Apple & Samsung Fined Millions for Purposefully Slowing Down Phones

Ann Santiago
October 26, 2018

Apple and Samsung are being fined €10 and €5m respectively in Italy for the "planned obsolescence" of their smartphones.

Hopefully this action will be enough to ensure that phone manufacturers check new software updates on all phone models the update will be circulated to, and not just the newest one they have on the market.

Italian antitrust agency Autorità Garante della Concorrenza e del Mercato (AGCM) has issued fines against both companies, stating that they violated consumer codes and "caused serious dysfunctions and reduced performance significantly, thereby accelerating the process of replacing them". Buyers are encouraged to acquire the handsets under contract with a mobile network, paying a higher monthly fee to avoid having to find hundreds of pounds up-front to buy the devices SIM-free, and then further encouraged to get rid of the handsets and upgrade to a shiny new device at the end of the contract period. Now it looks like Apple wasn't the only company throttling the old devices.

Essentially, the court found that Apple and Samsung are responsible for intentionally slowing down the performance of their phones in order to make customers more likely to buy new ones.

Following the media and consumer backlash, Apple released an update that allowed users to opt-out of the throttling feature. The company admitted in December past year that it was indeed throttling older iPhones because the aging batteries within them could not keep up. It's chump change. Assuming both companies don't immediately contest the ruling, they'll easily be able to absorb this hit and carry on as if nothing happened.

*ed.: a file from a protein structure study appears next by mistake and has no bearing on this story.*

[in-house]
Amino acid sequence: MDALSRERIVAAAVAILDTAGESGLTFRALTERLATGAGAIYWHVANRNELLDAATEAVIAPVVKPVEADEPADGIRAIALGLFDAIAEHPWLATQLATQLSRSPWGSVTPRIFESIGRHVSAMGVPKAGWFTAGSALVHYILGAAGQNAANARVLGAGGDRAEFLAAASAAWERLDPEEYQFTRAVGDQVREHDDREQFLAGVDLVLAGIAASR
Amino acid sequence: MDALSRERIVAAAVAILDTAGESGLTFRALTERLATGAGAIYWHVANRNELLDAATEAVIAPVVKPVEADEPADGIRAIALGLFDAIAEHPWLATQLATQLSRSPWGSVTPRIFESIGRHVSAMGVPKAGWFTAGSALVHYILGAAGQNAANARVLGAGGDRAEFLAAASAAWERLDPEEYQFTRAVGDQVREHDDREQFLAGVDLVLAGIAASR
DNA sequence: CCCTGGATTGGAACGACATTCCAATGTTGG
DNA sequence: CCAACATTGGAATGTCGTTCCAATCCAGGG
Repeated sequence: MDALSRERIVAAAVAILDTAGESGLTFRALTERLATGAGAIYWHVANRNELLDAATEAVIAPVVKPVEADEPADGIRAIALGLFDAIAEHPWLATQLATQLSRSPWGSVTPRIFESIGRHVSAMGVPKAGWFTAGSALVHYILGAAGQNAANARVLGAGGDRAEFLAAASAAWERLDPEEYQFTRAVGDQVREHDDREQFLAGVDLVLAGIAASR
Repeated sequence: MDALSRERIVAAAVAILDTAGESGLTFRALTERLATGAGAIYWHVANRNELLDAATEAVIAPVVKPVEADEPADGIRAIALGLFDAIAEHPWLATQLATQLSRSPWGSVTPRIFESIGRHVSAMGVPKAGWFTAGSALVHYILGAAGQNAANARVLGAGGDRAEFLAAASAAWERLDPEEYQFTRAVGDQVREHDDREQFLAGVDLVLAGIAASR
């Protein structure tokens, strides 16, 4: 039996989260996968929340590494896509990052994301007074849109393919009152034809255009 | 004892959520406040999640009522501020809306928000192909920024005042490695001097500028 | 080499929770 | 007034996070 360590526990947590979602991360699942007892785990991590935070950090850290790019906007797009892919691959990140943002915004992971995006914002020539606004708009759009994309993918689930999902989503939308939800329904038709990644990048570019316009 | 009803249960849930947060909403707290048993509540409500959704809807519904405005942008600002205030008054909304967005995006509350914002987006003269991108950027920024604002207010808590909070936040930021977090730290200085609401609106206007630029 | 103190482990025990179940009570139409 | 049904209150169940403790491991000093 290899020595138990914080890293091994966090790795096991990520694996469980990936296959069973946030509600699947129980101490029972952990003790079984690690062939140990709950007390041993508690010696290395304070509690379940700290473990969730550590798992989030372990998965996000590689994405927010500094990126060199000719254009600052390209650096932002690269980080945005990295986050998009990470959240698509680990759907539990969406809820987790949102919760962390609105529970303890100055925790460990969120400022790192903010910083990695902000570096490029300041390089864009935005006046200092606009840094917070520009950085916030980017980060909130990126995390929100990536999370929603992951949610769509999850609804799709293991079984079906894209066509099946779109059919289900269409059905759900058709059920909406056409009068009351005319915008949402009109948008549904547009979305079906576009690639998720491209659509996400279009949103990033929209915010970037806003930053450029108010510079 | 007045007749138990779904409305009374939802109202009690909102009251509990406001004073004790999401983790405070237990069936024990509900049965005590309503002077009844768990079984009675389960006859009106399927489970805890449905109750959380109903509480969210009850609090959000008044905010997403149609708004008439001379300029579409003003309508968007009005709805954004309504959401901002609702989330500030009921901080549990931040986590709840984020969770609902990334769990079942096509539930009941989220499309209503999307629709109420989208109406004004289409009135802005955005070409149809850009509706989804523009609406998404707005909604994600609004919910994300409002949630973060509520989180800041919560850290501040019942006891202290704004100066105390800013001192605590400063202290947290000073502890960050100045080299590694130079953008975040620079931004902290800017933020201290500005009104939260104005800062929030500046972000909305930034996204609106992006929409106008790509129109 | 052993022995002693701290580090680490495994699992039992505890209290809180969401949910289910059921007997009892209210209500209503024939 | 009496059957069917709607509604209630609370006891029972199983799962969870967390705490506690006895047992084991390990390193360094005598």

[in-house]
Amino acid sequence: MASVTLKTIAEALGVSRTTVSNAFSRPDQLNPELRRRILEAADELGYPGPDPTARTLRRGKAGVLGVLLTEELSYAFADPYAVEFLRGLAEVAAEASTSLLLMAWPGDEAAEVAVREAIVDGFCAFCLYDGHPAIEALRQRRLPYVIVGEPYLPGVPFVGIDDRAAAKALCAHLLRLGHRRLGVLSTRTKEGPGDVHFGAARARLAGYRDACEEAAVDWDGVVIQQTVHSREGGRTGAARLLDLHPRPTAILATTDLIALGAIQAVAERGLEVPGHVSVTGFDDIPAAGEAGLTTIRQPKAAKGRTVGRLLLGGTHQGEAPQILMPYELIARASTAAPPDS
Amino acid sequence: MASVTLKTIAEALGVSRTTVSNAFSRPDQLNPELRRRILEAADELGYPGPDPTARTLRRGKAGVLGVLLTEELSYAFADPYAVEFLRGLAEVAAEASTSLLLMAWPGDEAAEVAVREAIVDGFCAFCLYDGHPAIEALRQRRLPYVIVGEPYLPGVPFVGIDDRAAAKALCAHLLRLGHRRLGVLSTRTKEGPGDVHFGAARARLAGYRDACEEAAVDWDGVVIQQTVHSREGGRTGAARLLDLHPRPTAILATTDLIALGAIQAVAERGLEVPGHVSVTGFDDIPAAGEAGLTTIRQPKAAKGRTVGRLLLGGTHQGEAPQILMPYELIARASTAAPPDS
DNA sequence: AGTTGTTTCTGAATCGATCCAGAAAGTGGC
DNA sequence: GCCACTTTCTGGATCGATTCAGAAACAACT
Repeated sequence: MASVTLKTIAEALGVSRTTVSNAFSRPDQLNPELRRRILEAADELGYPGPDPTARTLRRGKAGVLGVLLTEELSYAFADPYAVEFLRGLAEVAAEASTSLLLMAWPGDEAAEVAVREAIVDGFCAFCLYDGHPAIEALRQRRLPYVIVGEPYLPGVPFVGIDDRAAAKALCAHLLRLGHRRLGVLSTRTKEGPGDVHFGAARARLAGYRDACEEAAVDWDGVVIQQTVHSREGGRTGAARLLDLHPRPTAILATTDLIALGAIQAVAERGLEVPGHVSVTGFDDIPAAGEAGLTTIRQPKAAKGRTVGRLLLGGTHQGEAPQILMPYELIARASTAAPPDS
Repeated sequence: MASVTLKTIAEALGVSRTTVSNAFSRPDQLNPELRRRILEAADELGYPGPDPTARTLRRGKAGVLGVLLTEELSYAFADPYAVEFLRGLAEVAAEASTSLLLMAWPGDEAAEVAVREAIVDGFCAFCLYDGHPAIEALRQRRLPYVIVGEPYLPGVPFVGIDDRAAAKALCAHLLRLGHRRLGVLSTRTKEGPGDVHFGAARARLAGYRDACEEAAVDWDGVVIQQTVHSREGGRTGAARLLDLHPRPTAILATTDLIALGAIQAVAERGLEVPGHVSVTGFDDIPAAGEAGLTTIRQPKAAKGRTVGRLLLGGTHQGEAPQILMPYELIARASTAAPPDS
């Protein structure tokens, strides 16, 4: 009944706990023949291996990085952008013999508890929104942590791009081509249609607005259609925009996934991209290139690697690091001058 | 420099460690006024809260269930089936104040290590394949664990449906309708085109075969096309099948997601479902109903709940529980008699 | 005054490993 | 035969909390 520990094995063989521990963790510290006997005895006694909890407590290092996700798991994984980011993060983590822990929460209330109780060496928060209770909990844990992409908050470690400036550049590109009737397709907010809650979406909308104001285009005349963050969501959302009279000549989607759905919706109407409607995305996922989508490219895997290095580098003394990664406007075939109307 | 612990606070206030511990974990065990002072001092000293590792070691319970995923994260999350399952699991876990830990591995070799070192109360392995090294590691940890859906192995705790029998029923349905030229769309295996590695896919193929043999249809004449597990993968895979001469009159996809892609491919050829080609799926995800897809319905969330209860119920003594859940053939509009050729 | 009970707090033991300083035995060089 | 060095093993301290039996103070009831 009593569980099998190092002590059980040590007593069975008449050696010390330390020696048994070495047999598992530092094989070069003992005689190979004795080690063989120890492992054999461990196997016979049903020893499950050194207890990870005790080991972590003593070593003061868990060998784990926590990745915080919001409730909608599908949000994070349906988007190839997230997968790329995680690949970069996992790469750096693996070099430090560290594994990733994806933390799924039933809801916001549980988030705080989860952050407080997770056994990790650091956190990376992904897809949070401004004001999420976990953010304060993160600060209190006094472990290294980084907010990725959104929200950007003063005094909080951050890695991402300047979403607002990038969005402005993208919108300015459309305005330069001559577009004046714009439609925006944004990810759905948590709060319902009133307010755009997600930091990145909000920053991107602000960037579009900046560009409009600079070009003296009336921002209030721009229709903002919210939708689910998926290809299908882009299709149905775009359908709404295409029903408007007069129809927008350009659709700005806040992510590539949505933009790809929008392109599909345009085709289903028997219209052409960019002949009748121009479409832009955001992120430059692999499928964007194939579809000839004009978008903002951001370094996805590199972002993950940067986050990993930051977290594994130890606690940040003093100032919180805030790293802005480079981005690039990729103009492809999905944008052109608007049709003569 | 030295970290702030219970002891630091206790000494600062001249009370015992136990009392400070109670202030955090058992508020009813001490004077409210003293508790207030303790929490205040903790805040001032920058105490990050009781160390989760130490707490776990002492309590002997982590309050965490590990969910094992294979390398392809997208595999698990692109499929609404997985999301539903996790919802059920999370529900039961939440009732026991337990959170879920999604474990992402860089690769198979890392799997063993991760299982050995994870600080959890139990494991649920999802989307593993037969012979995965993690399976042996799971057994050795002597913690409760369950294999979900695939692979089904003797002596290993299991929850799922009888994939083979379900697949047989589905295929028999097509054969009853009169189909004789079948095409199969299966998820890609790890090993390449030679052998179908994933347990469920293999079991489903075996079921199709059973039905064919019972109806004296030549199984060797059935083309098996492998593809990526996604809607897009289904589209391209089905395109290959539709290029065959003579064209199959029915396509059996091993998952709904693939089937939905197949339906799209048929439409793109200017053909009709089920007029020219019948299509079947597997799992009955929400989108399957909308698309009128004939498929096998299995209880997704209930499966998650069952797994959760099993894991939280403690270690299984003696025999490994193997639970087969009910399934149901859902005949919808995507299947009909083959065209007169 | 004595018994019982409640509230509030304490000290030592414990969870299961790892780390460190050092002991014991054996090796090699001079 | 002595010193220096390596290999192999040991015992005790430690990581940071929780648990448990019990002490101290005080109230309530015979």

Both firms must publish a declaration on their Italian websites telling consumers of the authority's decision.

Samsung, on the other hand, insisted that it "has always released software updates enabling our customers to have the best experience possible", and will appeal the decision.

It also added that the two companies didn't provide users with adequate information about the impact of the new updates nor did they provide them with any means of "restoring the original functionality of the products". The authority also argued that Apple should have issued instructions about replacing the battery in the iPhone. Apple has apologized and it cut the costs of battery replacement for iPhone 6 and 6s models since.

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